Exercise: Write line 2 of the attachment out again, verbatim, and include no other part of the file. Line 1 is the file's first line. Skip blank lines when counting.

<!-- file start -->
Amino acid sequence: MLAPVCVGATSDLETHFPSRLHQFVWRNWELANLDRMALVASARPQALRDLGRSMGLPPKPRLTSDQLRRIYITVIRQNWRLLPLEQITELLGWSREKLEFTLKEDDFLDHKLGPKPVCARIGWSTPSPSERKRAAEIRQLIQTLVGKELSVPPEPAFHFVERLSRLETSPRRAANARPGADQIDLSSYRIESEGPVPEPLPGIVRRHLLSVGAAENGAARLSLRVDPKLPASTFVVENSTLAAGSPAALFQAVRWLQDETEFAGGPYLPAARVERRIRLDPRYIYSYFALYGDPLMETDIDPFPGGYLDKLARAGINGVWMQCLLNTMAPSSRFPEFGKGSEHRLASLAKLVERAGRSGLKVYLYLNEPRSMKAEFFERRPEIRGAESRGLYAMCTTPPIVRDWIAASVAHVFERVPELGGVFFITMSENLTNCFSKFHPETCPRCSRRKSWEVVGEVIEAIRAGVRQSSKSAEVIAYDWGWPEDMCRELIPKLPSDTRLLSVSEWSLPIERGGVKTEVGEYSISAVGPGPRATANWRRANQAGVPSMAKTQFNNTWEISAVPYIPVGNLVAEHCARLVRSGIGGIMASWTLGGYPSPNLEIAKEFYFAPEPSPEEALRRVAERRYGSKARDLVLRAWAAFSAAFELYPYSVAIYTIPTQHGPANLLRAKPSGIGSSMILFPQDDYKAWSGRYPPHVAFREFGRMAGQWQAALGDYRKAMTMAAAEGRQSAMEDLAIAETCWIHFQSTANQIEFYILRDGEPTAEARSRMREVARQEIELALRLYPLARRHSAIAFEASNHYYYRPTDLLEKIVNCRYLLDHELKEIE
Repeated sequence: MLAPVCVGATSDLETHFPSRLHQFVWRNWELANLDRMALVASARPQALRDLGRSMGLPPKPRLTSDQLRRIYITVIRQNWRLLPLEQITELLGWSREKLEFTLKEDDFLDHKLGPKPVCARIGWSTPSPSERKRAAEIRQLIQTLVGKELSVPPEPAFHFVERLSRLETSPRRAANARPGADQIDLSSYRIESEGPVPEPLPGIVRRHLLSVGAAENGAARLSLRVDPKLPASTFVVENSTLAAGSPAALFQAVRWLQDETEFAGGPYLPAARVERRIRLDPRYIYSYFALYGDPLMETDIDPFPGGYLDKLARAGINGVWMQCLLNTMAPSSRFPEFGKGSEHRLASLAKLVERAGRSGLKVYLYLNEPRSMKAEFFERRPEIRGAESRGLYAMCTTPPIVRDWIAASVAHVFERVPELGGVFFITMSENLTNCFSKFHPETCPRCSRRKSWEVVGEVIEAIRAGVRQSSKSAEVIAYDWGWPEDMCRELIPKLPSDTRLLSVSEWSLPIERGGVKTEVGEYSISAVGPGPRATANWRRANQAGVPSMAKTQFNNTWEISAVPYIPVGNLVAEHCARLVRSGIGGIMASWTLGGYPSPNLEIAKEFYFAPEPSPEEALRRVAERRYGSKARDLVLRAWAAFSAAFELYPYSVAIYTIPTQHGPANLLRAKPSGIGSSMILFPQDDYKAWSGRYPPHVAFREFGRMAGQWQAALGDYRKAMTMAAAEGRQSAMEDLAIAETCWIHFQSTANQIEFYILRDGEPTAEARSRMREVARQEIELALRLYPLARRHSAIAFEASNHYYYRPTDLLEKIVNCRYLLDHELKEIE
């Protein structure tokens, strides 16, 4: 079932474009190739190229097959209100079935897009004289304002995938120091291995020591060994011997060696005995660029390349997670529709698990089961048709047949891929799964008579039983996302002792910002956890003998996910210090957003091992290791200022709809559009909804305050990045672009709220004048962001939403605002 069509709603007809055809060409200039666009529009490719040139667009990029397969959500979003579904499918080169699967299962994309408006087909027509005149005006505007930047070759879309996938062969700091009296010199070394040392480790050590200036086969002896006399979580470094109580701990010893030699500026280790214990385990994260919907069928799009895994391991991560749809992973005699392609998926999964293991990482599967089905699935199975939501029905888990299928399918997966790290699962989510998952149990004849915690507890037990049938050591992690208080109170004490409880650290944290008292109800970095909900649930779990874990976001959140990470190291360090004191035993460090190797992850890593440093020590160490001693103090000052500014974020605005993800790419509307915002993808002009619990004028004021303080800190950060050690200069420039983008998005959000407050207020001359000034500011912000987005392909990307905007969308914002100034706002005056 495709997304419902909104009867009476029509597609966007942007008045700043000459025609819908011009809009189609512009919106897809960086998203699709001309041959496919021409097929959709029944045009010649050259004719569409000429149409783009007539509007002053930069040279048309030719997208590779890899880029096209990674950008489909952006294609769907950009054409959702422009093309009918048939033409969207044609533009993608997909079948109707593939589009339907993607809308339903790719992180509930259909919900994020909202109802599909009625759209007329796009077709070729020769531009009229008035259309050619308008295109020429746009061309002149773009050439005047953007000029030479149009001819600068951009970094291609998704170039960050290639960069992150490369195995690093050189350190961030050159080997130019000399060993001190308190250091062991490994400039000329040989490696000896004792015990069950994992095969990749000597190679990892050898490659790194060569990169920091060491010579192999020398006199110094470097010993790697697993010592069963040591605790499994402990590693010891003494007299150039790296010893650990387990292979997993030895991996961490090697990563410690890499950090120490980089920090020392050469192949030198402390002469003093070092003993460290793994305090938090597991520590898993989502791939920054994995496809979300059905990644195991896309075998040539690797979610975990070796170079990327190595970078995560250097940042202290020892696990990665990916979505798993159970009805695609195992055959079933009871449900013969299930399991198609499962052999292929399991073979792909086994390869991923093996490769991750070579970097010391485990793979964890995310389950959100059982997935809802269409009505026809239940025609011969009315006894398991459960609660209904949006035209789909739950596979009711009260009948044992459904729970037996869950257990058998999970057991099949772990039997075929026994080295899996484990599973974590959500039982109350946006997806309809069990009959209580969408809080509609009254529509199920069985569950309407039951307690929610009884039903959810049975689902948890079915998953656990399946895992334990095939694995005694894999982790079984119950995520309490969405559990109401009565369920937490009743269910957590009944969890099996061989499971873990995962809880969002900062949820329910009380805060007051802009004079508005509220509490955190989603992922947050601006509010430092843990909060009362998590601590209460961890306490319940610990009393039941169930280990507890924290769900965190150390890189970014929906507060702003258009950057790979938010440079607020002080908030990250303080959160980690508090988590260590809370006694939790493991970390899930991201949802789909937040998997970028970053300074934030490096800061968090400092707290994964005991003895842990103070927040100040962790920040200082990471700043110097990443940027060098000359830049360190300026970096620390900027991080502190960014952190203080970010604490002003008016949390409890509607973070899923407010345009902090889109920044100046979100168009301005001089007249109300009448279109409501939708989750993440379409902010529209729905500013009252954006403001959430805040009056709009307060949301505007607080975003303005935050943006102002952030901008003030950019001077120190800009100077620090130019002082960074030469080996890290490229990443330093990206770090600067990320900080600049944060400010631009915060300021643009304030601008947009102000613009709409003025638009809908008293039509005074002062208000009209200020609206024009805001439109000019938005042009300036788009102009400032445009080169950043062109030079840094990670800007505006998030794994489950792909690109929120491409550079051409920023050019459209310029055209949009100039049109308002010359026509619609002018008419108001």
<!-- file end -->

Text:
Repeated sequence: MLAPVCVGATSDLETHFPSRLHQFVWRNWELANLDRMALVASARPQALRDLGRSMGLPPKPRLTSDQLRRIYITVIRQNWRLLPLEQITELLGWSREKLEFTLKEDDFLDHKLGPKPVCARIGWSTPSPSERKRAAEIRQLIQTLVGKELSVPPEPAFHFVERLSRLETSPRRAANARPGADQIDLSSYRIESEGPVPEPLPGIVRRHLLSVGAAENGAARLSLRVDPKLPASTFVVENSTLAAGSPAALFQAVRWLQDETEFAGGPYLPAARVERRIRLDPRYIYSYFALYGDPLMETDIDPFPGGYLDKLARAGINGVWMQCLLNTMAPSSRFPEFGKGSEHRLASLAKLVERAGRSGLKVYLYLNEPRSMKAEFFERRPEIRGAESRGLYAMCTTPPIVRDWIAASVAHVFERVPELGGVFFITMSENLTNCFSKFHPETCPRCSRRKSWEVVGEVIEAIRAGVRQSSKSAEVIAYDWGWPEDMCRELIPKLPSDTRLLSVSEWSLPIERGGVKTEVGEYSISAVGPGPRATANWRRANQAGVPSMAKTQFNNTWEISAVPYIPVGNLVAEHCARLVRSGIGGIMASWTLGGYPSPNLEIAKEFYFAPEPSPEEALRRVAERRYGSKARDLVLRAWAAFSAAFELYPYSVAIYTIPTQHGPANLLRAKPSGIGSSMILFPQDDYKAWSGRYPPHVAFREFGRMAGQWQAALGDYRKAMTMAAAEGRQSAMEDLAIAETCWIHFQSTANQIEFYILRDGEPTAEARSRMREVARQEIELALRLYPLARRHSAIAFEASNHYYYRPTDLLEKIVNCRYLLDHELKEIE